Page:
This account was written April 1835.
Source: The New statistical Account of Scotland for Duffus, Family History Library book 941 B4sa, 2nd series, vol 13.
The New Statistical Account of Scotland (pub. 1834-45) offers uniquely rich and detailed parish reports for the whole of Scotland, covering a vast range of topics including history, agriculture, education, trades, religion and social customs. The reports, written by the parish ministers, are available online at edina.($) Click on ‘Browse scanned pages’ then search the parish you are interested in. Also available at the Family History Library..
A Brief History of the Parish of Duffus. A brief history of Duffus with a list of landowners and dates. Also listed are candidates as Elders of the Church in 1843, illustrated with hand drawn maps of Duffus Parish about 1450 and 1750. Article covers years 1097-1846. The Land and People of Moray pt 19, 2004 pages 1-10, Family History Library Ref. 941.23 H2b pt.19.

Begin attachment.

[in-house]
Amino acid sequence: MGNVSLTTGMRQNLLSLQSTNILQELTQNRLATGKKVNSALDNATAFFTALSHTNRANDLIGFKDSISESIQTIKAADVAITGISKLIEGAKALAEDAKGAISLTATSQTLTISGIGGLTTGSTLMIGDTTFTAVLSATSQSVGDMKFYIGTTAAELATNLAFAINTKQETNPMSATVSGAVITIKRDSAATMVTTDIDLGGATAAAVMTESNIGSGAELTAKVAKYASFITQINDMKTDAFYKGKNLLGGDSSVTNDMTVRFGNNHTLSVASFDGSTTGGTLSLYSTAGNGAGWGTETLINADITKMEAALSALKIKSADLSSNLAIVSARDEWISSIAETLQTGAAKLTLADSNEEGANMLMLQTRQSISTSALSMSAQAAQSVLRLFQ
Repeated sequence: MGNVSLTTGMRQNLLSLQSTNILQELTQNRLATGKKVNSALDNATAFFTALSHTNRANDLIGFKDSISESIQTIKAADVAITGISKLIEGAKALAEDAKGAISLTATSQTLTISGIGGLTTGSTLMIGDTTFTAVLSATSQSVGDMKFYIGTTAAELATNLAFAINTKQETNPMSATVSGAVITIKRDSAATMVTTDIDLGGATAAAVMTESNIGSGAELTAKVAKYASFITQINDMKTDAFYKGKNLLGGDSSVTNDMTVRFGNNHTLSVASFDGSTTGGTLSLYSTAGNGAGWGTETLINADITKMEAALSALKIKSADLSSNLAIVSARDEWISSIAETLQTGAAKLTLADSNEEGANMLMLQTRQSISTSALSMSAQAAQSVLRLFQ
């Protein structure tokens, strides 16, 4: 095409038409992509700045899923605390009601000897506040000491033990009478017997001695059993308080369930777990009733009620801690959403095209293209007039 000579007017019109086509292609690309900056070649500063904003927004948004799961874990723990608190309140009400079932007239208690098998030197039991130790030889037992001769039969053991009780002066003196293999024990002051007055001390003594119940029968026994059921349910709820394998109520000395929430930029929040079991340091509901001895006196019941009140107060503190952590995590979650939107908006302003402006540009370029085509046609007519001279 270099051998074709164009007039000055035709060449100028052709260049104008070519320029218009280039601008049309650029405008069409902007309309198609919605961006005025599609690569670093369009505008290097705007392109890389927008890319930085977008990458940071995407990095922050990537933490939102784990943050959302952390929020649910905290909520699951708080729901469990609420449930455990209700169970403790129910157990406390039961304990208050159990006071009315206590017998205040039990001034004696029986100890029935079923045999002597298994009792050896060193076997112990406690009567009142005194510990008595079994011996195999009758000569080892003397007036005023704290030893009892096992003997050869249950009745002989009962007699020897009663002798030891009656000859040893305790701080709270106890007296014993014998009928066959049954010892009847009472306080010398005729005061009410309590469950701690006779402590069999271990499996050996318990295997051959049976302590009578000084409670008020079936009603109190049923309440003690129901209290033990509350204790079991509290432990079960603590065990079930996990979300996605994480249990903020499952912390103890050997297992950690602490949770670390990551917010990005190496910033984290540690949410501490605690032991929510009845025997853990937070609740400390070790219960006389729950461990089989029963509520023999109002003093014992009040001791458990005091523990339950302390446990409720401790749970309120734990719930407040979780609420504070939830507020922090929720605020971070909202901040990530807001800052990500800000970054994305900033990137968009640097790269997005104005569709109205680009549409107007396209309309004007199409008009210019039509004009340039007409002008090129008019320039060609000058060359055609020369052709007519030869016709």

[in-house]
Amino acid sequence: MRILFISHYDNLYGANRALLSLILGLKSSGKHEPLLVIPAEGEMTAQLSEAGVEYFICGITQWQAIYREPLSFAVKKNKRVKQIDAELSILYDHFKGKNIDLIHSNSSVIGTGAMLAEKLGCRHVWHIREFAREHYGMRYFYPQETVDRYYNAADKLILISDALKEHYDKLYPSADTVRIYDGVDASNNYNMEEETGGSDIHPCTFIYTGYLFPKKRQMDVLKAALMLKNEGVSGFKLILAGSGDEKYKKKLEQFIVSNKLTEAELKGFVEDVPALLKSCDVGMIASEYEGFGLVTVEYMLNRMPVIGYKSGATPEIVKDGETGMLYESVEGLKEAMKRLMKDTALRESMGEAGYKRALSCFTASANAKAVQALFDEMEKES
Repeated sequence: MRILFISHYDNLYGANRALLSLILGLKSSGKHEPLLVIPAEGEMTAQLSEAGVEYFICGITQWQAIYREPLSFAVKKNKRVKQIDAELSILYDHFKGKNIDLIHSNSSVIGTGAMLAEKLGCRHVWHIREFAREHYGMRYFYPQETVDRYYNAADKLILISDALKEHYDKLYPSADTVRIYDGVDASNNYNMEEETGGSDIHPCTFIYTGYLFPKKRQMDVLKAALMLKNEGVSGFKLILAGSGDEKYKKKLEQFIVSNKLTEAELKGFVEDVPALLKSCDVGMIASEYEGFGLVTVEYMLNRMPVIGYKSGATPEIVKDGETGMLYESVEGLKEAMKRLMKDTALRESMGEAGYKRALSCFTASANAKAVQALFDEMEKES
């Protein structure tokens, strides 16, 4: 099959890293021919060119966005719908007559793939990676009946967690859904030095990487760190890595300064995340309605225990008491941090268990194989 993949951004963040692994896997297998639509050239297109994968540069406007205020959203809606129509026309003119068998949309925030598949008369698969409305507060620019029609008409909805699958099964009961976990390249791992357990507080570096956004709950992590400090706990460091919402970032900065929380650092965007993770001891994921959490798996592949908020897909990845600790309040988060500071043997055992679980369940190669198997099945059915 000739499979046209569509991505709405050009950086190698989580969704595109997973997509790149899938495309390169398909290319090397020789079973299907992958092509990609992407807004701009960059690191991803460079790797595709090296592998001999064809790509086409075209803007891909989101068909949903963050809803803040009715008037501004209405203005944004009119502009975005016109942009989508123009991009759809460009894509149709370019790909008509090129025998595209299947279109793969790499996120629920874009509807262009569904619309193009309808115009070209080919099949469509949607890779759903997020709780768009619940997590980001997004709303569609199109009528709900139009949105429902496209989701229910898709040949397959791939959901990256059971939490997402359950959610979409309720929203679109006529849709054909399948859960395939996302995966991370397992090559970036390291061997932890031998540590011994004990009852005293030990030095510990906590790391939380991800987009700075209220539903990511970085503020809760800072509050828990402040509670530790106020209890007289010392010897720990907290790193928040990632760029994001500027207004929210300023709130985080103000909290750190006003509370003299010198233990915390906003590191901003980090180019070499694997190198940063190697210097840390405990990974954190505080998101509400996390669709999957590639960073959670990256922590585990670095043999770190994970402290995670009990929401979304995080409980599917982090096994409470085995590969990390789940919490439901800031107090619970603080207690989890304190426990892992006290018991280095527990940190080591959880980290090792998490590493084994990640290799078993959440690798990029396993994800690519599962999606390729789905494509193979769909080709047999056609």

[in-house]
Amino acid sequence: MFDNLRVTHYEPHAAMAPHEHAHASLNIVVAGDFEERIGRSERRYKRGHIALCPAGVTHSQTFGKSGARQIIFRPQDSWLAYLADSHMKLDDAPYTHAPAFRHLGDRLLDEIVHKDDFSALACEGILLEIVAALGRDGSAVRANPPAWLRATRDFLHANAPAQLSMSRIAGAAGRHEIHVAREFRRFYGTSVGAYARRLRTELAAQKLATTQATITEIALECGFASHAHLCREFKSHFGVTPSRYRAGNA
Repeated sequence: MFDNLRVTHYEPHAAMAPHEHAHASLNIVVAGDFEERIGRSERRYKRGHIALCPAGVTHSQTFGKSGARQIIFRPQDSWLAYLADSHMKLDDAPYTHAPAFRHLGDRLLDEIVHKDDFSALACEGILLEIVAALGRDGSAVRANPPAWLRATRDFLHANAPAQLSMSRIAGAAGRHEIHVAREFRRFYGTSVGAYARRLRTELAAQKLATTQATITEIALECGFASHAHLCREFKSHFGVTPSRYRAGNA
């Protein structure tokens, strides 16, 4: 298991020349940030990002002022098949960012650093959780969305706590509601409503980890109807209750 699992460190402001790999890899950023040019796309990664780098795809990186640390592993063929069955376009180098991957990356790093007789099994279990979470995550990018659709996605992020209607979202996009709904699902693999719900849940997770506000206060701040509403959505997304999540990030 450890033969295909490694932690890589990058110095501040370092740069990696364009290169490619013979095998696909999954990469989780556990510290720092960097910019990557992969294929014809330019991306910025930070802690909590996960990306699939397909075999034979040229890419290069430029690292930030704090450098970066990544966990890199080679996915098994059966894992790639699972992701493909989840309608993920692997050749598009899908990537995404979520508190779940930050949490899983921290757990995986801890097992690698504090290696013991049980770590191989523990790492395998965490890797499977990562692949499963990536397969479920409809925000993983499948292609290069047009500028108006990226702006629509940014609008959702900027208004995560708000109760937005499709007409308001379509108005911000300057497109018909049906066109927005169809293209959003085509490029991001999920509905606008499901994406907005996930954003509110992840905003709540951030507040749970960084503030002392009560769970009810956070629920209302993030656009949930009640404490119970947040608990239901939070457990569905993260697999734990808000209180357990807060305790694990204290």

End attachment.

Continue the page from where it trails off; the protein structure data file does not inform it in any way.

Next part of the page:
A census is a count and description of the population, taken by the government, arranged by locality and by household. Read more about census records.
Here is a list of the Family History Library microfilm numbers for the census records of Duffus as well as the library numbers for any surname indexes available:
|| Family History Library Film Number
|| Surname Indexes|
|| 6086568 (2 fiche)|
The 1901 census of Scotland is indexed on scotlandspeople.($) To use it, you must register and pay a small access fee. All available censuses, 1841-1901, are indexed on this website. It may be easier for you to pay to use the website rather than access the separate indexes through the library.
A Brief History of the parish of Duffus. A history of Duffus including a list of candidate elders in 1846, with hand drawn maps of Duffus about 1450 and 1750, also facsimilies of abstracts of Censuses 1801 and 1811, and 1821 housed in the National Archives of Scotland, facsimile of description of Duffus and page from the Kirk Session Minutes 26 July 1791 showing distributions to the poor. Article covers years 563-1846. Article in The Land and People of Moray. pt 18, 2004, pages 1-14. Family History Library Ref. 941.23 H2b pt 18.
Kirtoun of Duffus, New Duffus, and Burnside. A history of these towns giving a list of some pre-census inhabitants showing name, date, residence, relation ship. Also a list of residents moved from old Kirktoun to the new village of Duffus, 1811.Hand drawn maps of area about 1750 and 1825. Article covers years 1512-1880. Article in The Land and People of Moray. pt. 18, 2004 pages 15-38, Family History Library Ref. 941.23 H2b pt. 18.